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Spiritual Surrender? No Damn Way!

The idea of surrender has always offended me. I have a better metaphor. Check it out in this week’s edition of “Isn’t That Ironic?”.

The metaphor of surrender is common in Christianity as well as in newer ideas of spirituality. That is, “surrender your will to God’s will”, or “join your immolation to the immolation of the crucified Christ”. This is not a very appealing metaphor, especially for us men.

“Surrender” has a military implication. I think many men, like me, would rather say, “No damn way I’m gonna surrender. You can peel my gun out of my cold dead hands after I’ve fired every lasts damn round of ammunition I have at YOU!” The idea of surrender engenders defiance. I don’t think this is what God has in mind. Let me propose a different metaphor about the will of God.

I’m a musician and a band director. The greatest, most fun, thing in the world is to play in a band. Any such chance is an opportunity for joy! When I show up to a band rehearsal and the conductor hands me the folder of music, my response is, “Yes! Let’s play.” I hope to get the first clarinet part, but even if the conductor hands me the second or third clarinet part, it’s still a joy. I don’t complain and say, “I want the first clarinet part or I’m not playing. I want to play the melody. In fact, I want to play a solo.” I don’t say, “I like the trumpet parts. I want to play the first trumpet parts on the clarinet.” If I show up with my clarinet, I play the clarinet part. I do what the conductor asks without argument or complaint. I eagerly let the conductor be the boss, knowing that whatever he does, good or bad, I’ll learn something and experience joy.

In the end, the part I play doesn’t matter all that much anyway because it’s the sound of the whole band that’s important. It’s the whole musical experience I want to be a part of. As a band, it’s what we create together that really makes the experience worthwhile. I could sit at home by myself and play the melody all day long. But that’s a completely different experience. That’s lonely. That’s one-dimensional. Not only do I miss the harmony and countermelodies and different timbres of each instrument, but I miss the joy of the people, the cooperation, really the “communion” with the other musicians. There’s a dynamic that operates in a musical group where each person joins their skills, their creative efforts, their talent, their personality, even their mood at the moment into a whole that is more than just musical. It’s a social experience, an intellectual experience, a multi-sensory experience, and even a spiritual experience. It is so much more incredibly multi-dimensional than just sitting at home and playing the melody all by myself. That’s what makes the experience of playing in a band so fantastic.

Every musician understands this. No one goes into a rehearsal or a concert with the attitude that they are giving up anything, surrendering anything. Of course, in a sense we are. Each musician gives up their free will, their freedom to play whatever they want, whenever they want, and willingly cooperates with the other musicians and the conductor to create something beautiful together that no one could have done on their own. But no musician sees this as a “surrender”. We might see it as a self-discipline that brings incredible fruits. We might see it as a joining of our skills and creativity within a certain form or structure for a definite purpose. We might see it as an opportunity to express our own creativity in a specific way. But no one sees it as a surrender of the will. We follow the will of the conductor not out of surrender but out of joy, knowing that chaos and frustration would result if we didn’t follow the conductor’s will.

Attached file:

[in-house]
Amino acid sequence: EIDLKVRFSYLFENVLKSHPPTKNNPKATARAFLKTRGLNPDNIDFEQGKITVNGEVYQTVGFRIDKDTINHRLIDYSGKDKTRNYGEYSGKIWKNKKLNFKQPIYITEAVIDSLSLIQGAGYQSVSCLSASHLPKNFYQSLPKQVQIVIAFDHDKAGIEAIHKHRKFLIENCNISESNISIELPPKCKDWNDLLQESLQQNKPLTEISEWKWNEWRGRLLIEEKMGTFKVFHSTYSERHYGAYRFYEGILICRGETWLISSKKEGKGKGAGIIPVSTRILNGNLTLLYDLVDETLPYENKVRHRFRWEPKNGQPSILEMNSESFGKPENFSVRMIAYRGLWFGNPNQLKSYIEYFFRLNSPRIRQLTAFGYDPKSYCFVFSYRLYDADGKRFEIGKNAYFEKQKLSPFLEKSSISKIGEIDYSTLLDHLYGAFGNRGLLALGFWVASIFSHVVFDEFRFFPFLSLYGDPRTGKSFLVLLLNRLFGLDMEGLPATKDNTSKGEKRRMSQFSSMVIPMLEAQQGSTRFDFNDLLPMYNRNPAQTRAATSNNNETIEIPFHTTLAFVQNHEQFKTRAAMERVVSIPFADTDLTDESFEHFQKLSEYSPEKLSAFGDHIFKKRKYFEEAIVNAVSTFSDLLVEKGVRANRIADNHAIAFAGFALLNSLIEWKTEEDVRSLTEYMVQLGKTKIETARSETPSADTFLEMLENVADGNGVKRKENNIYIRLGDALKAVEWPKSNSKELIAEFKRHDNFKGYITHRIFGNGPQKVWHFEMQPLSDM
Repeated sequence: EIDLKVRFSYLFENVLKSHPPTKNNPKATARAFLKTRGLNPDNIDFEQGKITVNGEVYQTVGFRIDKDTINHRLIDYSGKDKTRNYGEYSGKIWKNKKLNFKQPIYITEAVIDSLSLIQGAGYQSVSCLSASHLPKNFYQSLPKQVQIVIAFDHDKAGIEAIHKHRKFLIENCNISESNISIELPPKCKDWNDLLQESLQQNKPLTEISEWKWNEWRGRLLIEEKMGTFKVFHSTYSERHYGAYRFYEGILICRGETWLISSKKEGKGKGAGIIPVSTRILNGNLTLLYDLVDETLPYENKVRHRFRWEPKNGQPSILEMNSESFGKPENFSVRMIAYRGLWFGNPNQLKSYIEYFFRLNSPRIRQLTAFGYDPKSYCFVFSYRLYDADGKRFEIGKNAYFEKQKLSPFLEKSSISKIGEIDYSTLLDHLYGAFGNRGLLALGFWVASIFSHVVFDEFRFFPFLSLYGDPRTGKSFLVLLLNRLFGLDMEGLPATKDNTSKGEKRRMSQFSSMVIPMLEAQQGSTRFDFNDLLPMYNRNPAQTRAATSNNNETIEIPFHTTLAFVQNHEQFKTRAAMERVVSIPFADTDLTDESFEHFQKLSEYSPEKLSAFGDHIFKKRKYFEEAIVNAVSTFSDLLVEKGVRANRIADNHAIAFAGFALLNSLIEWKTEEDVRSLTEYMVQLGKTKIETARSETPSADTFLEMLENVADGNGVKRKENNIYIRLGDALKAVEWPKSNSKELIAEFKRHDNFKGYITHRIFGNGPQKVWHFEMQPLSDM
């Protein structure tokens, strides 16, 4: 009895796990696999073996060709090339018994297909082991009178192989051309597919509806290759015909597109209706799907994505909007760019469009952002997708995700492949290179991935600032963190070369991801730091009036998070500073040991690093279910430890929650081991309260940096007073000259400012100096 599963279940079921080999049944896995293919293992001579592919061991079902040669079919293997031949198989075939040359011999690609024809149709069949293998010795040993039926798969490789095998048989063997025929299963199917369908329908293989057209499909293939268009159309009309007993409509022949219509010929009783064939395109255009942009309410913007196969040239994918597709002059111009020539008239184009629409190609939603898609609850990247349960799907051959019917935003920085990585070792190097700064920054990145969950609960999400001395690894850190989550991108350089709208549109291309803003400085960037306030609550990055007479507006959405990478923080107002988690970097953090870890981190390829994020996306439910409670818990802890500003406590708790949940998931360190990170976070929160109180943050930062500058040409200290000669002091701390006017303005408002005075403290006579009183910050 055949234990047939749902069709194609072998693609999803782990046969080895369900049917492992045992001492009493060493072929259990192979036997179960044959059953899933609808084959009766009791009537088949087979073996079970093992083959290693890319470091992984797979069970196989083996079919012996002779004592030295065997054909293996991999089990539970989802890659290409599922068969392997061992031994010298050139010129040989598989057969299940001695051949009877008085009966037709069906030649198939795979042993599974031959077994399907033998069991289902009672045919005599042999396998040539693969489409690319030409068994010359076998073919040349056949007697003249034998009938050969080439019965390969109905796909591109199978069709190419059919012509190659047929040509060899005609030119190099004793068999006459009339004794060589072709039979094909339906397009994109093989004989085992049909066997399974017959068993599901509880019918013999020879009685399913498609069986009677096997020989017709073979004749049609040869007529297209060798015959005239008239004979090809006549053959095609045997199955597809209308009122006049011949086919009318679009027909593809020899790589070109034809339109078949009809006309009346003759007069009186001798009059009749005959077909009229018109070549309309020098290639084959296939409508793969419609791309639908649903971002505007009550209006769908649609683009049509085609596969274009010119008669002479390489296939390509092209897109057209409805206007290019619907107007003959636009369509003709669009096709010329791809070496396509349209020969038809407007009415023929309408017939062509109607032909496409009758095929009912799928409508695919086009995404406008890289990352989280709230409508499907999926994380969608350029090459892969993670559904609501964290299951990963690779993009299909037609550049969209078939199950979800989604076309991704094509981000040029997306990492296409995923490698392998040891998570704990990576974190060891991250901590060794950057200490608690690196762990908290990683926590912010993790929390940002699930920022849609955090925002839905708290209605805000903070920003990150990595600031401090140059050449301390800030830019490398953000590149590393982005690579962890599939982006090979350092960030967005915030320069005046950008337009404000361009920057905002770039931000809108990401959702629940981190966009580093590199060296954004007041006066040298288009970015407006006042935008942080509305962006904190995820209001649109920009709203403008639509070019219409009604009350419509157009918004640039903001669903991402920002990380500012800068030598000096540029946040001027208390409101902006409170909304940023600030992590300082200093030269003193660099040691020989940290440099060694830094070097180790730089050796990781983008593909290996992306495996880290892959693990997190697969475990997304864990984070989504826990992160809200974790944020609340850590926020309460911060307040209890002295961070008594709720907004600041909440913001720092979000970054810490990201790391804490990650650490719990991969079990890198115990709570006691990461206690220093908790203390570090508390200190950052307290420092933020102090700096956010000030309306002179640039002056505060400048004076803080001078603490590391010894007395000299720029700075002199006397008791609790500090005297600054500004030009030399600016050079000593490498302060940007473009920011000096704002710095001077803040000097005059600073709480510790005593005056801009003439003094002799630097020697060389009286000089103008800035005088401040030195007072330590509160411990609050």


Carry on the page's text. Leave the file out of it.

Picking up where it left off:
This is the situation with the will of God. God knows what we truly want to experience, even better than we do ourselves. God gives us our part and gives us the opportunity to express our own skills and creativity in the context in which we find ourselves. We are certainly free to argue and complain and rebel and refuse—to play what we want, when we want. But this will never result in a beautiful creation in which we will find joy, fulfillment, and an opportunity to express our creative power. Only by joining our will with God’s will can we achieve that.

We can draw on a famous saying of Jesus to shed even more light on this idea. Both Matthew and Mark record this passage where the apostles are astonished that it is so hard for a rich man to enter the Kingdom of God. They ask Jesus, “Who then can be saved?” Jesus replies,

“With man it is impossible, but with God, all things are possible.” (Mk 10:27 and Mt 19:26)

Maybe I’m putting too much emphasis on a preposition, but note that Jesus didn’t say, “for God, all things are possible” but rather, “with God, all things are possible.” It is when we join our will with God’s will that all things are possible for us together. For God is powerful but He doesn’t have a physical presence in this material world. We do. We are the only hands and feet in the world that God can use. It’s when we join our physical presence with God’s power that together we can do all things. St. Paul echoes the same sentiment when he says, “I can do all things through Him/Christ who strengthens me.” (Ph 4:13)

This day, and every day, try joining your will with God’s will and I bet you’ll find that, together, all things are possible!

God Bless You!

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